Annie Rice shocked a room full of Democrats over the weekend when she suggested the state party should amend its platform to include a provision permitting its members to support a right-to-work law in Missouri.
“Everyone was staring at me like I had three heads for suggesting this,” said Rice, an alderwoman in St. Louis and a member of the committee that helped draft the platform.
Rice had no intention of actually amending the platform. She vehemently opposes right-to-work and withdrew the amendment before any vote was taken.
The move, Rice told The Star, was an effort to force a conversation about an earlier amendment the party did adopt aimed at welcoming candidates who oppose abortion rights.
Sign Up and Save
Get six months of free digital access to The Kansas City Star
A section of the party's platform pledged Democrats would support "a woman's right to choose" and to "be free from intrusion in medical decisions, including to carry a pregnancy to term."
An amendment added Saturday states: "We respect the conscience of each Missourian and recognize that members of our party have deeply held and sometimes differing positions on issues of personal conscience, such as abortion. We recognize the diversity of views as a source of strength, and welcome into our ranks all Missourians who may hold differing positions on this issue."
The party demands purity on issues such as civil rights and organized labor, Rice said. Why doesn't that purity test, she said, extend to abortion?
“What is the difference between supporting the rights of labor unions and supporting my rights as a woman to my own body?” Rice said. “One is sacrosanct to our state party, and the other is not.”
The battle over abortion is nothing new for the Democratic Party, which has struggled to clarify its stance as it works to win back elected offices in Republican-dominated parts of the country.
But over the last week the internal debate has intensified, as the recently announced retirement of U.S. Supreme Court Justice Anthony Kennedy has opened the possibility that the Roe v. Wade decision that legalized abortion could be overturned.
Now those who think a woman’s right to make choices about her own health must be a litmus test for candidates face off against those who argue that insisting on ideological purity could cost the party at the polls.
“We are losing votes because people think you can’t possibly be a Democrat and be pro-life,” Joan Barry, a former Democratic state lawmaker from St. Louis County, said Saturday as she proposed the abortion amendment to the state party’s platform. “We are tired of being second class citizens in our party. We just want to know we are accepted in the party under our broad umbrella.”
Alison Dreith, executive director of NARAL Pro-Choice Missouri, said the platform was already "pretty basic." It didn’t even include the word abortion. The amendment, she said, undercuts the already watered-down support in the platform for abortion rights.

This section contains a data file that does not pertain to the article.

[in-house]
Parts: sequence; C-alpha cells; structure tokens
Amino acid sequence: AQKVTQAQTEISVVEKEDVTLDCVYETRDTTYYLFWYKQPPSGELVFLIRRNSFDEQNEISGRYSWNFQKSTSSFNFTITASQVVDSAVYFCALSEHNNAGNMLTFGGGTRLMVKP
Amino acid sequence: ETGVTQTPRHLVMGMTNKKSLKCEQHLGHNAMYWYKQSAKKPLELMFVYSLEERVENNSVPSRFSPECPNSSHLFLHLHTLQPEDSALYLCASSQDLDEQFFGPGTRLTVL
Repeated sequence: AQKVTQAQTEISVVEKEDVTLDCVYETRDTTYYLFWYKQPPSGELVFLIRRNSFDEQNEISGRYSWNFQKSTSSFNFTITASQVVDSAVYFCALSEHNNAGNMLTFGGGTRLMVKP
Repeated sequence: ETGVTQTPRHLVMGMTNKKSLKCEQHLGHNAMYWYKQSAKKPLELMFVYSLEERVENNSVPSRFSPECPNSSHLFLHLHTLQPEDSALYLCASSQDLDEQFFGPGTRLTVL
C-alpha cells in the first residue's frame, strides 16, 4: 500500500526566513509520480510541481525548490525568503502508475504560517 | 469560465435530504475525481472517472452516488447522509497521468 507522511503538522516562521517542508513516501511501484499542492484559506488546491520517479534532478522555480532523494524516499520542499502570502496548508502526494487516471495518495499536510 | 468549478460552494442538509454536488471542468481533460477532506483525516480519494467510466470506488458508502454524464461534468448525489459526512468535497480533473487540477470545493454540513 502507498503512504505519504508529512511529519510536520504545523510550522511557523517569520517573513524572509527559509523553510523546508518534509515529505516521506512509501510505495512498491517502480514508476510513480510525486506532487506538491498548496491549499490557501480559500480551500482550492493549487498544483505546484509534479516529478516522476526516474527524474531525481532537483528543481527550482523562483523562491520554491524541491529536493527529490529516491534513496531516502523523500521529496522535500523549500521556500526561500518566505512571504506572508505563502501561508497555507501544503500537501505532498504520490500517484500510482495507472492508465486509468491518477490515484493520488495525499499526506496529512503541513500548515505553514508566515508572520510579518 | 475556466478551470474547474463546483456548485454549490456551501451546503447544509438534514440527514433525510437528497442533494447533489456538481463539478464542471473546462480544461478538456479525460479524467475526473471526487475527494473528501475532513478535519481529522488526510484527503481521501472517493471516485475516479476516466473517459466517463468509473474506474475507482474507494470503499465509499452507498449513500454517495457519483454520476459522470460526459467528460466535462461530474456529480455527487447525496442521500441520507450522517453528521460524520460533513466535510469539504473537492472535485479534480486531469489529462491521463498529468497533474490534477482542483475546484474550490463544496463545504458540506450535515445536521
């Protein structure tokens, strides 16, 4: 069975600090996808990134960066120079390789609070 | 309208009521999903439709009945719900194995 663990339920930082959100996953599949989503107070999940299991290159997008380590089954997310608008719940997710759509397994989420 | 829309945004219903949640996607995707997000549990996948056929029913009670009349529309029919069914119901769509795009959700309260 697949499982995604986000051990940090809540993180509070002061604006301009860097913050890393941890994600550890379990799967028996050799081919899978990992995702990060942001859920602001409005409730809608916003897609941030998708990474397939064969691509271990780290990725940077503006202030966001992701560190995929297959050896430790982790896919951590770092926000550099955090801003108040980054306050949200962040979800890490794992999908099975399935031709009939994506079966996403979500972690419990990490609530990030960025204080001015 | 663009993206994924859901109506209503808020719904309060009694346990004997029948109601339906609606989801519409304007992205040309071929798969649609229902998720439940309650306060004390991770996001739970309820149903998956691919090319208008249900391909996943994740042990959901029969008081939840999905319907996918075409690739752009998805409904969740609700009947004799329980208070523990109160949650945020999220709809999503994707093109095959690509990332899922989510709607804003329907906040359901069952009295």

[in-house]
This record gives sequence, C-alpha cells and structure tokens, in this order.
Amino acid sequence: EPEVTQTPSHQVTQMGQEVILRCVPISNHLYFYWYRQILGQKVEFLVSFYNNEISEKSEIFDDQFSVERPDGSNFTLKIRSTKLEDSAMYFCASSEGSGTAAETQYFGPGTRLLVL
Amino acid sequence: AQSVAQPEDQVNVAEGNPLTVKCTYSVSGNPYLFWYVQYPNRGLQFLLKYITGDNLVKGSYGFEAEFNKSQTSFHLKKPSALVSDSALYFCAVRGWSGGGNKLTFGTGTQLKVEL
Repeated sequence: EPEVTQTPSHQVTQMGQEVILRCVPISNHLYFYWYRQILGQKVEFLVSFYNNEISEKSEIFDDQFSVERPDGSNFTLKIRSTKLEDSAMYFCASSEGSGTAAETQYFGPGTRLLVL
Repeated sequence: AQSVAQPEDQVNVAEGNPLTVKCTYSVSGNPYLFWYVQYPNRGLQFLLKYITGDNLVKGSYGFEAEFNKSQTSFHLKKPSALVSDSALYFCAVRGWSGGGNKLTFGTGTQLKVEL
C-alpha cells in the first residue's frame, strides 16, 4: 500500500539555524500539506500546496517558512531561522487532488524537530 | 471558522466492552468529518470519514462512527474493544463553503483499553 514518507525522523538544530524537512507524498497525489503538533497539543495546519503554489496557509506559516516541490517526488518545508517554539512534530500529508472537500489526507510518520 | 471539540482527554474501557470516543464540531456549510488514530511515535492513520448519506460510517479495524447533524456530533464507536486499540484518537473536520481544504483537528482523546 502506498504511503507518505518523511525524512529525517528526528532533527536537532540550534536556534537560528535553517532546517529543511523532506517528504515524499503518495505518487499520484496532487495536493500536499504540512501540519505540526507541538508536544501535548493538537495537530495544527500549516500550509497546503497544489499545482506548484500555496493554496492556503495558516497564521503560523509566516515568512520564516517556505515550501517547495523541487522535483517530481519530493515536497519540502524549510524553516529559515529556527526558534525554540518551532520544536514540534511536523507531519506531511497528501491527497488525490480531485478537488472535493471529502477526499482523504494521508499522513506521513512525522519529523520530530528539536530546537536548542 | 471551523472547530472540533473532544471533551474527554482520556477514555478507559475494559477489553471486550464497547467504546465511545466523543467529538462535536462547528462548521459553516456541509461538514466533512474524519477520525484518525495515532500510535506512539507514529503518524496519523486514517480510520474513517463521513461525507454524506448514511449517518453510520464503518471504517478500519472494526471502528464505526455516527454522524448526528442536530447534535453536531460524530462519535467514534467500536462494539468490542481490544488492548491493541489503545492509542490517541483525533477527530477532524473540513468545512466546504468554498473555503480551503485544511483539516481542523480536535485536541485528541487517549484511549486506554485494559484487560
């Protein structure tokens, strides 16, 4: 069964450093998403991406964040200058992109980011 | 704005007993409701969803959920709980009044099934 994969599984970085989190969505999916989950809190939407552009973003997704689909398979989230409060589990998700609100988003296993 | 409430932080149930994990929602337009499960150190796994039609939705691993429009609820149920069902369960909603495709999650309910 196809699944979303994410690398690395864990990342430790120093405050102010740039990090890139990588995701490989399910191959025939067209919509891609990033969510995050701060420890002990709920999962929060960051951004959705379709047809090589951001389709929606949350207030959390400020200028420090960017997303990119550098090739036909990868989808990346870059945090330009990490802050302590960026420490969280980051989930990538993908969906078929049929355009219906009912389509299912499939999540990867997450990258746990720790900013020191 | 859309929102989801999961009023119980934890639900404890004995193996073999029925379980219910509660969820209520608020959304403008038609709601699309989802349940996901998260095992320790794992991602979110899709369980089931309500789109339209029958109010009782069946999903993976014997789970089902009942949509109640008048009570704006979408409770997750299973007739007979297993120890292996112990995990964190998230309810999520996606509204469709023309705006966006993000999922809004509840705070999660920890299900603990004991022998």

“I’m really disheartened. I’m at a loss for words,” she said. “With friends like these, why do we need enemies?"
Stephen Webber, chairman of the Missouri Democratic Party, said he fully understands the frustration some may feel about the amendment. That's especially true, Webber said, because the amendment passed the same week of Kennedy's announced retirement form the Supreme Court and Missouri Gov. Mike Parson's signing a state budget that defunds Planned Parenthood..
“There’s really good reasons to be frustrated and angry and concerned right now,” Webber said. “But the bottom line is the Democratic Party fights to empower women to make their own reproductive decisions, and that’s never going to change.”
In a statement to The Star, U.S. Sen. Claire McCaskill, a Democrat up for re-election this year, reiterated her belief that “women have a right to make their own healthcare decisions.
“But I don’t think the Missouri Democratic Party should shut its doors to those who feel differently,” she said. “It should be up to voters to decide who they want to represent them.”
The party has anti-abortion members, Rice said. And the platform drafted after months of public meetings was an attempt to reflect that reality. Personal objection to abortion is fine, she said. She's more concerned with how candidates will vote once they are elected.
“Reproductive health care is an economic issue for women. It’s the ability to fully participate in the world,” she said. “Choice doesn’t have to be a litmus test, but it should be a guiding principle.”
Saturday’s vote, Rice said, is another example of the Democratic Party “conceding that reproductive health is just a social issue and isn’t an economic issue for women all over the state. If we don’t talk about how contraception and access to abortion allows women to fully participate in the economy, if we don’t lead, we’re never going to educate people.”
Rachel Sweet, regional director of public policy and organizing for Planned Parenthood Great Plains Votes, said reproductive rights are under attack in Missouri and across the country.
“By rolling out the welcome mat for candidates who do not support abortion rights," Sweet said, "the (Missouri Democratic Party) is signaling to its female supporters that their rights are expendable. Planned Parenthood Great Plains Votes will hold accountable any party or candidate who doesn’t believe in every person’s right to make their own personal medical decisions without government interference. This fight is more important now than ever.”